OSAKA – Professor Andrew Hamilton gently declined the invitation to tell Japanese universities how they should meet the challenges of the 21st century; but then over the course of a speech, a small discussion group, an interview and two hours of drinks and snacks with a few Oxford alumni he showed why his university — Oxford — is a world leader and Japanese universities are lagging.
His lessons are that a world-leading university needs an international outlook; dedication to quality research and excellence; a spirit of enterprise and invention with the surrounding community; competition and cooperation with other leading universities; the warm support of benefactors and alumni; and an independent spirit ready to stand up to government.
It is a useful checklist that Prime Minister Shinzo Abe, as well as the University of Tokyo’s new president, Makoto Gonokami and other Japanese university heads should ponder to see where their institutions are failing. Hamilton was too modest to add that it needs someone like Hamilton himself to be the leader orchestrating the excellence.
Hamilton is vice chancellor of the University of Oxford but is very much an international professor. He came to Oxford after being provost of Yale University, and next year will become president of New York University. Before becoming Yale’s provost, he was a professor of chemistry there, a professor at Pittsburgh and an assistant professor at Princeton. He earned undergraduate and graduate degrees from universities in Exeter, British Columbia and Cambridge, and did post-doctoral work in France.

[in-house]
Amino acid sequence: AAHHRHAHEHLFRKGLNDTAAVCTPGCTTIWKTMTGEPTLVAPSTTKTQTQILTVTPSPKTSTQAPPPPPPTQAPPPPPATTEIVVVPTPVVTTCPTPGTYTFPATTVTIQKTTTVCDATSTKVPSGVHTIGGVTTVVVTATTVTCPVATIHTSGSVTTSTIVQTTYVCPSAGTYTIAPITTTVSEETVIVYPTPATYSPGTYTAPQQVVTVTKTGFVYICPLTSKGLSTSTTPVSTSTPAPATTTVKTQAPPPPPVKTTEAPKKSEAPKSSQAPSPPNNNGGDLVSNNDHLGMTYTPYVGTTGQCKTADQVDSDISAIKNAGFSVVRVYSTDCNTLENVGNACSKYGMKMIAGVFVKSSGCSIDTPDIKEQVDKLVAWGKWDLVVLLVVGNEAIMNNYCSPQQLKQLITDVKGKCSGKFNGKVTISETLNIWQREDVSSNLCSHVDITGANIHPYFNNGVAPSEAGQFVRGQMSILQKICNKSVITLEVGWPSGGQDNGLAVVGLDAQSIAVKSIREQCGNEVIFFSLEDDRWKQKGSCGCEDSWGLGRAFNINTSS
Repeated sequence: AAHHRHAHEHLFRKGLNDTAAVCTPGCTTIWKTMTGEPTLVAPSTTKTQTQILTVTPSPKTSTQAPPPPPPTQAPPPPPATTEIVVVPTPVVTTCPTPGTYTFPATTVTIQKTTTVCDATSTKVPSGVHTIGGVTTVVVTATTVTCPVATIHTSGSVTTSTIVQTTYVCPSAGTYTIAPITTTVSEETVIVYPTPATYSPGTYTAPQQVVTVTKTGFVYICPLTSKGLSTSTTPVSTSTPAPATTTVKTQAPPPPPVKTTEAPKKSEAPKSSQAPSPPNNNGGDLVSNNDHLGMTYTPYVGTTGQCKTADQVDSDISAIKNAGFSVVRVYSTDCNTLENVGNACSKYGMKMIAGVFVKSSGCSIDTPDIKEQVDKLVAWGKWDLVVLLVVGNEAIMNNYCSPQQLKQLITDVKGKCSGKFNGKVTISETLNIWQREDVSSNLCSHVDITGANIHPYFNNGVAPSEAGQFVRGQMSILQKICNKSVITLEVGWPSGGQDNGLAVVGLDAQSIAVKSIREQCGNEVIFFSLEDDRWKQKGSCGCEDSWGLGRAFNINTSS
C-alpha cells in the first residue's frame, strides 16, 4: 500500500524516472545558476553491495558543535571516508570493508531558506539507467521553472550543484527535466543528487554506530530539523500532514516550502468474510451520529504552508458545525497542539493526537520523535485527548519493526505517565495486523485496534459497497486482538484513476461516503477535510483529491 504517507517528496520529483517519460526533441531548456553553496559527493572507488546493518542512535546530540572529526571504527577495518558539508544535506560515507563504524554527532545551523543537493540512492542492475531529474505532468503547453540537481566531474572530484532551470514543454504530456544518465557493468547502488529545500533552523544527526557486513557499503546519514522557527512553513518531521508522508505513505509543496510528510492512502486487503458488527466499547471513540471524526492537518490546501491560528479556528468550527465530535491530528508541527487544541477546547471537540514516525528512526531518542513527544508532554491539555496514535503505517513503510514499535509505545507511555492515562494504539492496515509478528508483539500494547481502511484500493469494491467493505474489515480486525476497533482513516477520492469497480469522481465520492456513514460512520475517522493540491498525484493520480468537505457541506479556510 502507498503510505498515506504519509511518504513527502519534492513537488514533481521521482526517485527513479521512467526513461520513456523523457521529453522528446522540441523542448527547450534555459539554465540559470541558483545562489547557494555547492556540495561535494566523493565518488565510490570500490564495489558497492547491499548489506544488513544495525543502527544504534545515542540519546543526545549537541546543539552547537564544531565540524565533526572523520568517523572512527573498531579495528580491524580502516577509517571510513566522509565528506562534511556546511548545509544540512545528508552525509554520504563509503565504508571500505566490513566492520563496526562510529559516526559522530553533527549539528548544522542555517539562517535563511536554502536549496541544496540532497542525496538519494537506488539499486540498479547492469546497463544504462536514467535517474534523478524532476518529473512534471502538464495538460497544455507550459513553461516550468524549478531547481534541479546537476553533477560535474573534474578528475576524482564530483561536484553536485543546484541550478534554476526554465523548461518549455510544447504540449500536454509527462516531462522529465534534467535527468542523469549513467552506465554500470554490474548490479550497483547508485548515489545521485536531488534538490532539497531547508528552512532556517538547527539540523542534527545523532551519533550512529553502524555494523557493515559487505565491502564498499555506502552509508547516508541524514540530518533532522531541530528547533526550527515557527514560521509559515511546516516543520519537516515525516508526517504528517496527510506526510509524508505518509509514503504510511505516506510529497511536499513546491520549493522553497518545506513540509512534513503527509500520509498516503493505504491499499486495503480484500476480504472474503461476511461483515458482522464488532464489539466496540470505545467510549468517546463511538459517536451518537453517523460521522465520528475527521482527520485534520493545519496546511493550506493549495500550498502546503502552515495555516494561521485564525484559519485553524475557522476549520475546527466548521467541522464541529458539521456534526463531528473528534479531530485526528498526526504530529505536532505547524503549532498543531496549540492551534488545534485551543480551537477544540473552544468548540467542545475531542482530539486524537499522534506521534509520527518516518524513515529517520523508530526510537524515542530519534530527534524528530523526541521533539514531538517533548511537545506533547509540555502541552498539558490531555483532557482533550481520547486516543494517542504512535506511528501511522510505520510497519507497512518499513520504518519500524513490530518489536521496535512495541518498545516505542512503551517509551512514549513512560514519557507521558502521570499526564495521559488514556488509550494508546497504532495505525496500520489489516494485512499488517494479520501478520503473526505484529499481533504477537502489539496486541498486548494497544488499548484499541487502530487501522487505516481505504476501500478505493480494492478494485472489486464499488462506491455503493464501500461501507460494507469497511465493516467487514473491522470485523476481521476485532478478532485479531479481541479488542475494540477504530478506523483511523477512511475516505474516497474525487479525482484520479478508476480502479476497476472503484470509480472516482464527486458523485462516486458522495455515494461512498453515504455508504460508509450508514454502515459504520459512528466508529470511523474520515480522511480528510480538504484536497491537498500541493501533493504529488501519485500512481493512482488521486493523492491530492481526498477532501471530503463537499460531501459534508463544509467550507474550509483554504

Oxford crucially differs from Japanese universities in its international outlook. Hamilton notes that 40 percent of Oxford’s professors come from outside the United Kingdom. “We carry out global searches for every major academic post, blind to where the individuals come from.” Oxford is probably the most international university in the world, with 29 percent of all its students and 58 percent of its graduate students coming from outside the U.K. At Todai, non-Japanese faculty members are 6 percent, non-Japanese students 8 percent, and non-Japanese graduate students 14 percent.
Equally important, Oxford is at the center of what Hamilton calls a “knowledge spine”, embracing scientific and entrepreneurial establishments from Bicester in the north to Harwell and Culham in the south. Other world-class universities, including Cambridge, Stanford and Harvard-MIT, have similar corridors of knowledge.
This multifaceted excellence involves cooperation between the university and the community, including creation of spin-off companies in which the university has a shareholding.